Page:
Adults in Rhode Island typically have responsibilities to numerous other parties. They may need to provide financial support for their immediate family members while simultaneously fulfilling obligations to businesses, such as their mortgage lender or landlord. Many people help to ensure that their obligations will be met even after their death by creating an estate plan, or at least a will. They set aside resources for their personal obligations and earmark specific property for certain family members or other beneficiaries.
However, there are many adults in Rhode Island that have not yet taken this important step for their protection and the protection of their closest family members. What happens in a scenario where someone dies and does not have valid estate planning documents on record in The Ocean State?
State law guides the descent of property without a will
When someone dies without a will, then Rhode Island state law determines what happens with that individual’s property. Any assets owned solely by the deceased party become the property of their estate, and their immediate family members will be the ones with the right to access and utilize those assets. Spouses and children have primary inheritance rights under Rhode Island intestate succession laws. There are even rules that allow a spouse a life estate in any real property owned solely by the deceased to protect their living arrangements while preserving its long-term ownership for the children in the family.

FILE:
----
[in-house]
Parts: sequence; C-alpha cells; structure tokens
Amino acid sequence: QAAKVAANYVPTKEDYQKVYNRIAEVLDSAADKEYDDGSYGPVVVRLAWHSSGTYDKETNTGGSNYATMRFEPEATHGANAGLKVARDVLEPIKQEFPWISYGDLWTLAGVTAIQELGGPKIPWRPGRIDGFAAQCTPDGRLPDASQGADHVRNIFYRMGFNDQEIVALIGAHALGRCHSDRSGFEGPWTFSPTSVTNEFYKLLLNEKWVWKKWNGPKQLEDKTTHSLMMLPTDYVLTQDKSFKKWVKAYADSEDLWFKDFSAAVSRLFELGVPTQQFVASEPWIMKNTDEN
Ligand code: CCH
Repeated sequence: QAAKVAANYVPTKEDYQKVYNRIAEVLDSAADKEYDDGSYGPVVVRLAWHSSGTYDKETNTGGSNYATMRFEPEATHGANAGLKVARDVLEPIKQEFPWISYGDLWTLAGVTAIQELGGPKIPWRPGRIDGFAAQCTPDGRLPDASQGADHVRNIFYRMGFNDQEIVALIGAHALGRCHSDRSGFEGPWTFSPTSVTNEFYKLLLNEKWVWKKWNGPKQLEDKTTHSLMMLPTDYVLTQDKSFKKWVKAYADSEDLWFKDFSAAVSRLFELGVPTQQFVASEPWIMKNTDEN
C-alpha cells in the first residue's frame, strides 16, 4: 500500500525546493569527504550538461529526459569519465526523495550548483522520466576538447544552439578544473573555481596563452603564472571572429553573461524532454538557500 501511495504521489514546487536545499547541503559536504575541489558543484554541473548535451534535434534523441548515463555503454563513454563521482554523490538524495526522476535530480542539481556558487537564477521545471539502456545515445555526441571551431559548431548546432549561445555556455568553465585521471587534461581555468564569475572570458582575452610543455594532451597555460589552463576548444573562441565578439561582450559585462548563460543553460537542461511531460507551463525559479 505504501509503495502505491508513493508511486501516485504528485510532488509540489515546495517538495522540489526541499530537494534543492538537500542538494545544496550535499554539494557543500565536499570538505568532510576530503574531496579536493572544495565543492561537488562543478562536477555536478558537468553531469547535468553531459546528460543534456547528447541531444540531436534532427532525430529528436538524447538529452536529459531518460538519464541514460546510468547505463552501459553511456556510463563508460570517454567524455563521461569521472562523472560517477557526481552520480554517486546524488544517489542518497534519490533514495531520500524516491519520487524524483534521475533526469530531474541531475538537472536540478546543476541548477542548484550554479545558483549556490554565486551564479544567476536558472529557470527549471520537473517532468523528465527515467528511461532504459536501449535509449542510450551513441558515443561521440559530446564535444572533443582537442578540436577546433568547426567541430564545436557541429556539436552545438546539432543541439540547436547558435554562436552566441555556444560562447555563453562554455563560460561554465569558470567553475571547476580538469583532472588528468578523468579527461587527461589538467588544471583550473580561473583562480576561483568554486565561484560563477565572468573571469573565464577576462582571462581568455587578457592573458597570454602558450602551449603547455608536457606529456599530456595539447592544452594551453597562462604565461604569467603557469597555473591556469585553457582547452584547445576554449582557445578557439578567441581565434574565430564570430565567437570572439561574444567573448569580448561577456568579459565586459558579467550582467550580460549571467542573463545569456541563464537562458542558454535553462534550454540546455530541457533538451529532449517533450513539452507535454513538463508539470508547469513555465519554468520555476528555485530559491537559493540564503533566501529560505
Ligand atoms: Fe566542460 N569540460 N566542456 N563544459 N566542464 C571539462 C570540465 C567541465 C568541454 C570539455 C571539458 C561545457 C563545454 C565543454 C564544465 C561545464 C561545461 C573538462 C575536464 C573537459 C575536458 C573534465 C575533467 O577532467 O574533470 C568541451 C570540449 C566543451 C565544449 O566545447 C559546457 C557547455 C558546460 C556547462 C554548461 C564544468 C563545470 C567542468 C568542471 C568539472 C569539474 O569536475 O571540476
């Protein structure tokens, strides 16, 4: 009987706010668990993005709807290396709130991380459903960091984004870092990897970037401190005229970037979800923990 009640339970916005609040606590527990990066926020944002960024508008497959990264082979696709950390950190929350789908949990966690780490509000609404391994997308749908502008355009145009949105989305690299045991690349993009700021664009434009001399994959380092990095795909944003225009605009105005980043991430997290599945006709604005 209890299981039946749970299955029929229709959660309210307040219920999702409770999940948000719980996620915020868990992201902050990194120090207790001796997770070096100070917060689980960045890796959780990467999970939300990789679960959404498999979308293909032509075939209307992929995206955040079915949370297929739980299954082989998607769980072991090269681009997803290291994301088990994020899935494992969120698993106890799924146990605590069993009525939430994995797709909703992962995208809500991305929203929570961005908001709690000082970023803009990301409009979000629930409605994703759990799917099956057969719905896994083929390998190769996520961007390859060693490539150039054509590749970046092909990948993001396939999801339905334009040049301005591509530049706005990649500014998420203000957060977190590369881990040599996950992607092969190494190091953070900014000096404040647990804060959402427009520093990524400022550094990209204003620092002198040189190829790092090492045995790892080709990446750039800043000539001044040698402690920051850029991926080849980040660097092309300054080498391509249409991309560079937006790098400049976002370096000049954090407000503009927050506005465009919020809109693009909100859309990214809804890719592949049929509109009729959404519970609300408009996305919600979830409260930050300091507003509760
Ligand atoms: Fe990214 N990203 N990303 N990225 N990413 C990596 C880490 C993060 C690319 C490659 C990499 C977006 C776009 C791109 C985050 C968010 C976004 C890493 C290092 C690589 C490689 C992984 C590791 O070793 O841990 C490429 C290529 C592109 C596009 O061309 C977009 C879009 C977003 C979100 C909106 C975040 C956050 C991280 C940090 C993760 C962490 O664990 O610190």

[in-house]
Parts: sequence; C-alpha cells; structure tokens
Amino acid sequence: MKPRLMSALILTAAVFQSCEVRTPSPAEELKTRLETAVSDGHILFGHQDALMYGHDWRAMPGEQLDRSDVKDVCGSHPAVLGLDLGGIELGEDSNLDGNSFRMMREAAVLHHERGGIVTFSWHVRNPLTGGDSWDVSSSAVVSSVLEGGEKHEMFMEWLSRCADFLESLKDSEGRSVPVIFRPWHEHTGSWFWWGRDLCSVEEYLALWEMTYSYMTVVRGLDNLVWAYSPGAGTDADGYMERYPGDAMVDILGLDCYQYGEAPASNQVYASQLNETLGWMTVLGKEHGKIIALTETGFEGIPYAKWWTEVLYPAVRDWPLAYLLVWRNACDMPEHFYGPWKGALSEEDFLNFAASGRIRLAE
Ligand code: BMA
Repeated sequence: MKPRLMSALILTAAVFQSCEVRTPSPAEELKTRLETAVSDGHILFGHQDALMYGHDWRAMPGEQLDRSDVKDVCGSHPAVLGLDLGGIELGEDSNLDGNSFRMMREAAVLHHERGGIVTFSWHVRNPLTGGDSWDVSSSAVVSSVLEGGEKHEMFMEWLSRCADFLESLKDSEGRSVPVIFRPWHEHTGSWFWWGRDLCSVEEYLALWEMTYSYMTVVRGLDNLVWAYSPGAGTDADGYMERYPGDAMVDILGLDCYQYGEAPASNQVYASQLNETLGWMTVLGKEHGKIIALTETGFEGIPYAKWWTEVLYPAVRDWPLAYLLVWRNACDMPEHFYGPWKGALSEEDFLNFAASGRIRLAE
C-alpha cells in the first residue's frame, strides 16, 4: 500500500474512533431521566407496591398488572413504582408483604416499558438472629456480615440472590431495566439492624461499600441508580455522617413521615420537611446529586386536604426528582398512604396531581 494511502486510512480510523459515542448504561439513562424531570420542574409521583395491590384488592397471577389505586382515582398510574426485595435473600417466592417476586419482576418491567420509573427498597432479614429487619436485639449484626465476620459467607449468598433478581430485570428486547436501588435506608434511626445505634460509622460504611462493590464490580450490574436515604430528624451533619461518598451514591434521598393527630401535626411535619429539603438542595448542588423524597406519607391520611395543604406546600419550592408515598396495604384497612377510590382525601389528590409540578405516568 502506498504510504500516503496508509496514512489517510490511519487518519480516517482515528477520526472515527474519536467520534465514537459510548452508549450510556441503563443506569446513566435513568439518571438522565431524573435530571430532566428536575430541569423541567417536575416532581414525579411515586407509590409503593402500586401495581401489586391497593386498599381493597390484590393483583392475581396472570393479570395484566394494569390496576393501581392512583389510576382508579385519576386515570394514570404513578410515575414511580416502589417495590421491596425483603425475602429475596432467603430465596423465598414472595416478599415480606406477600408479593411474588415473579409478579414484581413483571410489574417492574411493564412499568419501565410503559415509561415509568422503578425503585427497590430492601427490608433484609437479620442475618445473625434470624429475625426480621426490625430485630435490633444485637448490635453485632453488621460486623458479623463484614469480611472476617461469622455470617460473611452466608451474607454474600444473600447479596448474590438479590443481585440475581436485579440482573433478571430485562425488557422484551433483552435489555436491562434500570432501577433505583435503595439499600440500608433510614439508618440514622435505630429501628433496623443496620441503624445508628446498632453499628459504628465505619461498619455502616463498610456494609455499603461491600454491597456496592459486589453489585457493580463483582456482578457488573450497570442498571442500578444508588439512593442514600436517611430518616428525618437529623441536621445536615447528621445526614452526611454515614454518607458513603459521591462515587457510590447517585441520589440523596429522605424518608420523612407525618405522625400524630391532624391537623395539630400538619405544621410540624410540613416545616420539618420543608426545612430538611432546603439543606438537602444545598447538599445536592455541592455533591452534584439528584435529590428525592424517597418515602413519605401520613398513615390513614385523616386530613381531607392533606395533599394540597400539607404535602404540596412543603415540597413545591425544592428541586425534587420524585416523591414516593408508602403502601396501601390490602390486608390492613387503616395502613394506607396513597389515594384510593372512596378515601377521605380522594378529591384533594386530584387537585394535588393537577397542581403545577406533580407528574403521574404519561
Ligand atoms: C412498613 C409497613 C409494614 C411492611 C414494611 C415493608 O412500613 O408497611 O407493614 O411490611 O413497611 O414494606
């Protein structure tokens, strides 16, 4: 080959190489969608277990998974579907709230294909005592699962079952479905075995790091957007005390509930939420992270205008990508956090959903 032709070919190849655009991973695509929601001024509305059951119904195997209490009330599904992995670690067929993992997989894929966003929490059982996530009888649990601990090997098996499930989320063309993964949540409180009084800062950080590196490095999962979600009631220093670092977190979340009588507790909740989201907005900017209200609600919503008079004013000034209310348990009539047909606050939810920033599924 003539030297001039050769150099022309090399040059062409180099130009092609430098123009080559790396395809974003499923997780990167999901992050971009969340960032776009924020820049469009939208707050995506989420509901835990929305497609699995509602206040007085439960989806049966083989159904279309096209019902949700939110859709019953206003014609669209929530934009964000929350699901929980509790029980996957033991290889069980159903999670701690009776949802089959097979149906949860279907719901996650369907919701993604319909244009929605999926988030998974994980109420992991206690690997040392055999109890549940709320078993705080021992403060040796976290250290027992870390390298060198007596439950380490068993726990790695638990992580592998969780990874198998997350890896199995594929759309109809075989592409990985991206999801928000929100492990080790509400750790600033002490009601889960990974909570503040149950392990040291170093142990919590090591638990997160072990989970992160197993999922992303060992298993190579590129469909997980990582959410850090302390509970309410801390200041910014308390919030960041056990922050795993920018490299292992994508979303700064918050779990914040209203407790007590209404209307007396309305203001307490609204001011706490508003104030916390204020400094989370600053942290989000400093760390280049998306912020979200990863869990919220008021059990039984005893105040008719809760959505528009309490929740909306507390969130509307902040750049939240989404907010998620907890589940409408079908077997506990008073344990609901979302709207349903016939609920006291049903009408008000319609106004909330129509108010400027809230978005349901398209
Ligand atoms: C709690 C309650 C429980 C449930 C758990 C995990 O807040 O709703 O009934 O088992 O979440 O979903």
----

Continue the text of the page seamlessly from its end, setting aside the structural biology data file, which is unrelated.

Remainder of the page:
In scenarios where someone dies without a spouse or children, then other, more distant family members can inherit from their estate. In the relatively rare scenario that involves someone with no family that the state can locate, the assets in someone’s estate may eventually become the possession of Rhode Island. Most people dislike the idea that lawmakers and judges will ultimately decide who receives what property from their estates. Especially for those who have complicated family relationships or close bonds with those who don’t have a legal or biological relationship to them, allowing intestate succession laws to determine what happens to their property may not be the best solution.
Creating a will in Rhode Island will ultimately give an individual more control over what happens to their property and more peace of mind than they would be afforded if they simply did nothing to safeguard their wishes and their legacy.